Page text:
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Data Centre Security - FenceSafe Hire

During the past few years, with the pandemic forcing many companies and employees to operate from home, the data centre market has accelerated at a much faster pace. According to a Data Centre Europe report, the European data centre market is expected to grow by up to 46% in the next 4 years. The digitalisation of the workplace is now pushing the growth of data centres, so we wanted to know with this boost in the market, what are the future challenges in security facing data centres?

One of the most prevalent issues facing data centres with such a high growth over the next 4 years will be the increased likelihood of physical break ins and unauthorised intrusions. Only 5 days ago, an attempted robbery at a Cryptocurrency Data Centre in Abkhazia led to a gunfight. Even within low crime rated areas like Iceland, a hub for data centres and cryptocurrency mining, saw a £1.5 million heist taking place. This data centre even had a security guard on hand, however, they had taken a nap whilst an individual broke onto site and stole items worth up to £388,000 for the hardware alone not including the Bitcoin. According to the article, this attack was the fifth cryptocurrency data centre in Iceland to be hit in two months. Human error is a very common thing, mistakes happen but when it comes to data, there must be systems in place that work in conjunction with manned stations to prevent these attacks. Therefore, physical security for data centres is such an important part and shouldn’t be overlooked on any security strategy. If a physical security measure had been put in place that would delay or deter these intruders, then it could have given the security guard time to prevent any attack.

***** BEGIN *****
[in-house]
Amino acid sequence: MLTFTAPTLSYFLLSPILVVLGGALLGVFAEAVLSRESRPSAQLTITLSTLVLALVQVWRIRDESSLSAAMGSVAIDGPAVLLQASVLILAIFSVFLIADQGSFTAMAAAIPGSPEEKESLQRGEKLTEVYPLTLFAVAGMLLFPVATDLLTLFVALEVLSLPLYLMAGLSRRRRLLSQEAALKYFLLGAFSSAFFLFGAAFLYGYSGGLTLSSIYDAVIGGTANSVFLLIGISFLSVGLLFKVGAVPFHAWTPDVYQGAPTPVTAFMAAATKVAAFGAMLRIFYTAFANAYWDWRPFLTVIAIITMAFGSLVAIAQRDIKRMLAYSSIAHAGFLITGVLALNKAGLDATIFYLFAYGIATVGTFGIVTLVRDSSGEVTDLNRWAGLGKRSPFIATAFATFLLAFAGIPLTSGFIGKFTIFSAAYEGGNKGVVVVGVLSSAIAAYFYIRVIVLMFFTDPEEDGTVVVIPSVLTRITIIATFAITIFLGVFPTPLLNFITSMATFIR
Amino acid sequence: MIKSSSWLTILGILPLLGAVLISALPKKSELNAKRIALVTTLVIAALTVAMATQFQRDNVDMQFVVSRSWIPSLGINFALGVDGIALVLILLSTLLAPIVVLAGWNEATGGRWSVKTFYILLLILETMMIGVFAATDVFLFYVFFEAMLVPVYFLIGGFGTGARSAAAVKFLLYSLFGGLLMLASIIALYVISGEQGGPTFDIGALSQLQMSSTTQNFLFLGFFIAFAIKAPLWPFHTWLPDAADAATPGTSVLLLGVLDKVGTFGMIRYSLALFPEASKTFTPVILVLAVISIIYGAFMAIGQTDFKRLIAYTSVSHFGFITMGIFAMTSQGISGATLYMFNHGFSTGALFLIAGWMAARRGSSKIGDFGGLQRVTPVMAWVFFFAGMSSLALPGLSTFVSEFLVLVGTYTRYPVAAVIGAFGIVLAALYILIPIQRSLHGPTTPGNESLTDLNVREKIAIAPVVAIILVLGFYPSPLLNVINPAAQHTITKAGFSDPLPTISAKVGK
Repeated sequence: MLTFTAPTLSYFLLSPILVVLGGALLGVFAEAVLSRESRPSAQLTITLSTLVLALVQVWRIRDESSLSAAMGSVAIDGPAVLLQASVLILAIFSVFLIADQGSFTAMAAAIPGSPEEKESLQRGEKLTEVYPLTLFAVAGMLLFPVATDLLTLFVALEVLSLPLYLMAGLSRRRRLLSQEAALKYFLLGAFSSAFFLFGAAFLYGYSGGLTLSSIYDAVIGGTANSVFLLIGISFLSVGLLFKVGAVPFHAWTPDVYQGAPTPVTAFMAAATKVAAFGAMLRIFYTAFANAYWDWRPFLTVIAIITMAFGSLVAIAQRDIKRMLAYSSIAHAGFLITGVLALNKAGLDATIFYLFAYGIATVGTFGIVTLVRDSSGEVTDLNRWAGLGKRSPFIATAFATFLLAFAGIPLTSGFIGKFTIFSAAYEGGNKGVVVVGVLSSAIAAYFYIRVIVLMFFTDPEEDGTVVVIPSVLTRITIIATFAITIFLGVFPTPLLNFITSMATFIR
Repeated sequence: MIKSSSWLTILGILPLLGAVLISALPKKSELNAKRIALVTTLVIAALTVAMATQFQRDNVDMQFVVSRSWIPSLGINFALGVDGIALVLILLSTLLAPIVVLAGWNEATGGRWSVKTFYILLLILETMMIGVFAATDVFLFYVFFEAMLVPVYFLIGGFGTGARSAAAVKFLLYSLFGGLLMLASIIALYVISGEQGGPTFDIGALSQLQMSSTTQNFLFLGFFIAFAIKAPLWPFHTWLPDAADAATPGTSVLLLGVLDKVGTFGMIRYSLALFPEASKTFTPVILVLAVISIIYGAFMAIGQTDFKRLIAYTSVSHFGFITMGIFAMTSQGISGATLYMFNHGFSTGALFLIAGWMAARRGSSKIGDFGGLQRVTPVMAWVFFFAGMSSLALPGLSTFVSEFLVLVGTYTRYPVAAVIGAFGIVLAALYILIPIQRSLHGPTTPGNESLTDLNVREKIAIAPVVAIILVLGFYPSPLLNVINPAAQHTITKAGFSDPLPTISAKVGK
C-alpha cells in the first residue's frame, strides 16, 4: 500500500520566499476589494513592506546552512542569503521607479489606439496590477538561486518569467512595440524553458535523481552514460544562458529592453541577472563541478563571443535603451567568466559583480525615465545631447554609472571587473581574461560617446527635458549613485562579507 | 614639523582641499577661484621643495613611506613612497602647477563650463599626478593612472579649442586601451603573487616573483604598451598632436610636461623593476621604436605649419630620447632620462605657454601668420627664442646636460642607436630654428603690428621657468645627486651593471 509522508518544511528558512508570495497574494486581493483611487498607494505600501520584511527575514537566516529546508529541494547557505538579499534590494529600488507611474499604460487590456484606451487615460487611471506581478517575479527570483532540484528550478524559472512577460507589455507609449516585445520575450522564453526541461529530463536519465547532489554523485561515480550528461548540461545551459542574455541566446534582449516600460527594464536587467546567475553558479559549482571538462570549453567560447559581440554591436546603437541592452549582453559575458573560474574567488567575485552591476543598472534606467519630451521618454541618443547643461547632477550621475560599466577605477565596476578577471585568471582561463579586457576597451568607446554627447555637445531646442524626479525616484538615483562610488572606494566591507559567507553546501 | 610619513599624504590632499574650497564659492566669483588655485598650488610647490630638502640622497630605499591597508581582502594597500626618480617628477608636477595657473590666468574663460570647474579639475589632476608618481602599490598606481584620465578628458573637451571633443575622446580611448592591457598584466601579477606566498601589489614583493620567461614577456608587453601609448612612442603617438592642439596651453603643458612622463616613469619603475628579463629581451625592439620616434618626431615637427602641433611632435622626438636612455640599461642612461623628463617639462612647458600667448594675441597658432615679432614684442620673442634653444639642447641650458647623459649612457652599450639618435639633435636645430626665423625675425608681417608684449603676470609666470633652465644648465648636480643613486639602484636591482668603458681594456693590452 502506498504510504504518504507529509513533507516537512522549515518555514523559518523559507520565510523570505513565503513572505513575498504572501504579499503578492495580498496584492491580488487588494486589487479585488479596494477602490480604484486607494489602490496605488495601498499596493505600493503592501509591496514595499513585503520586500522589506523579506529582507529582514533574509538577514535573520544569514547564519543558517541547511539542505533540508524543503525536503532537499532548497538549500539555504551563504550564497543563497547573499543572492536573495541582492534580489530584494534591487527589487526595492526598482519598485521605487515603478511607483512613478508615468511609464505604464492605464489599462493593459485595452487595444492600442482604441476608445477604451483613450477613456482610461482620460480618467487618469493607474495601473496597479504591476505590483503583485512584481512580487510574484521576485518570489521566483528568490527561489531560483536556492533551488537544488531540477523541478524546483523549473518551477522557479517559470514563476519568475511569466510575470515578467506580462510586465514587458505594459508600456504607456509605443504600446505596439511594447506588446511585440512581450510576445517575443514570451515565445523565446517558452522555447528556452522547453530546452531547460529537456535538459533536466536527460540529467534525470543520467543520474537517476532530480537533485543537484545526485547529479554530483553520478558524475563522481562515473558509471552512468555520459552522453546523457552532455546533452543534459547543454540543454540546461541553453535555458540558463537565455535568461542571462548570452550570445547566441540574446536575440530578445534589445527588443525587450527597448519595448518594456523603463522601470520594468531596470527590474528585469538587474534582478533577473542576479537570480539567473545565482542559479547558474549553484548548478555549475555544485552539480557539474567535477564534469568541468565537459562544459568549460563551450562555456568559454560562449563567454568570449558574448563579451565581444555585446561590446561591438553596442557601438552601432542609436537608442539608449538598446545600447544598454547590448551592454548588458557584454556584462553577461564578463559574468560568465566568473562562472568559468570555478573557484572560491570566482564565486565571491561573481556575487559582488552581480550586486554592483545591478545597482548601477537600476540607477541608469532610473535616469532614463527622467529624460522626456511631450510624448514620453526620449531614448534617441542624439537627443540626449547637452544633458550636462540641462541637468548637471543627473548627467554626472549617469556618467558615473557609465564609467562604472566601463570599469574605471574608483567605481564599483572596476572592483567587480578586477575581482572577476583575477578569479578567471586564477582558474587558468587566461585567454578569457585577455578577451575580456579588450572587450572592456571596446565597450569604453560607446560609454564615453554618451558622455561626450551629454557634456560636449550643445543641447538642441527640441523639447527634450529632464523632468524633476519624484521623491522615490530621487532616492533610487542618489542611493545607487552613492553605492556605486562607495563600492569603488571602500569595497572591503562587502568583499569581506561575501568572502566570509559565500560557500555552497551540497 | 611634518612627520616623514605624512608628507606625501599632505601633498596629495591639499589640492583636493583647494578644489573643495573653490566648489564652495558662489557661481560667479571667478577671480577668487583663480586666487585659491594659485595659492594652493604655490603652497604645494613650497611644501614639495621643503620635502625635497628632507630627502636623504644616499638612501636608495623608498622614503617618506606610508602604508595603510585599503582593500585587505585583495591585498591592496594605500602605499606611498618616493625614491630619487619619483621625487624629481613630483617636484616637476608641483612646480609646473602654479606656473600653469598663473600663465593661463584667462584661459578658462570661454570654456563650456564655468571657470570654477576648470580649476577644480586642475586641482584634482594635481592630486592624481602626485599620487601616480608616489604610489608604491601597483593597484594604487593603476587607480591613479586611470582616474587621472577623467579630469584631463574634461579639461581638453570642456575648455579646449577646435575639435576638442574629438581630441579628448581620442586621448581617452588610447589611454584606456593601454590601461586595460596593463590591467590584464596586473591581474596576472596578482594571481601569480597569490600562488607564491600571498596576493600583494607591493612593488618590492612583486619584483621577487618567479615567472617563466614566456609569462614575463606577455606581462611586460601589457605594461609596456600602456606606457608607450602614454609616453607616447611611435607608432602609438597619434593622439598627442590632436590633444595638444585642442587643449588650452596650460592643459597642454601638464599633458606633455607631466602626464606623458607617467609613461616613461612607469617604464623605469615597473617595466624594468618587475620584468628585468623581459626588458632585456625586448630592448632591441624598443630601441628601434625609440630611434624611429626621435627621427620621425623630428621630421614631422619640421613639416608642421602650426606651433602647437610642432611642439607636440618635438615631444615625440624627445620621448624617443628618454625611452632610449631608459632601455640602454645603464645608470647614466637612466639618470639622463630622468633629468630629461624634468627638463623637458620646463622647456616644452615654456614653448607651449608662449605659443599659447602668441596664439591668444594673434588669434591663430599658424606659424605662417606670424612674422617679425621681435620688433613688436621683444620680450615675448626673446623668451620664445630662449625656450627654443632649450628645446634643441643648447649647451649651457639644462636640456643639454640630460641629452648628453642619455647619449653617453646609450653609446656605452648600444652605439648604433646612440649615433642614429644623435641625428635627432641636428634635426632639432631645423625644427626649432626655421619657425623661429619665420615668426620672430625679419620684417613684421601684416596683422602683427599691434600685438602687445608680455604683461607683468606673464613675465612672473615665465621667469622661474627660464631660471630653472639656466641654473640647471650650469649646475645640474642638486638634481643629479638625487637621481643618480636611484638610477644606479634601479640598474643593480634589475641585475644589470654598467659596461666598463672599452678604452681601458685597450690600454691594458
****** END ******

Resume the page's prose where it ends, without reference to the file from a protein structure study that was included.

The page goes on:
Another challenge data centres could be facing is the rise in the metaverse and what that could cause in terms of civil unrest. As Facebook revealed its new branding, going by the name Meta as a whole, it makes you wonder whether the public is ready for this level of data to be held? Even though the metaverse is still in its infancy stage, Facebook is spending millions of dollars on technologies like virtual and augmented realities that would influence this universe. However, with such grand plans comes the need to store masses upon masses of data from individuals. The problem with this comes with the fact, Facebook is no stranger to controversy around data privacy, with the most recent scandal happening in 2018 with Cambridge Analytica. Could this cause civil unrest or even just individuals protesting this by attacking data centres?

Data Centre Security - FenceSafe Hire

This has been seen by the introduction of a new breed of potential attackers, as opposed to the traditional thieves and international terrorists. The new type of attacker is now motivated by anti-governmental beliefs and even internet conspiracies. Back in April 2020, a plot to bomb an Amazon Web Services site in Virginia was intercepted and disengaged with the man being arrested. His motive was to ‘kill off about 70% of the Internet’ spurred on by extremist beliefs or conspiracies. More than 70% of Chief Security Officers and Physical Security Decision Makers recently surveyed said physical-threat activity has “dramatically increased” since the beginning of 2020. More than one-third of respondents said physically protecting corporate data was their biggest security challenge… Just under one-third said a growing amount of physical threats and company backlash spurred by political unrest kept them up at night.” Even if these data centres are not political targets; the pandemic, political stand points and internet conspiracies alongside economic disruptions, have exacerbated these physical threats and caused data centres to be a high-profile target for attacks.

Data Centres - FenceSafe Hire

Data centre breaches alone cost £1.3million on average and that’s not to mention the loss of data and major costs of repair if terror attacks or robberies cause damage on site to both perimeters and the infrastructure. With such major security challenges forecast to surface for the data centre industry, is there something that can be done to detect, deter and delay these problems and minimise damage?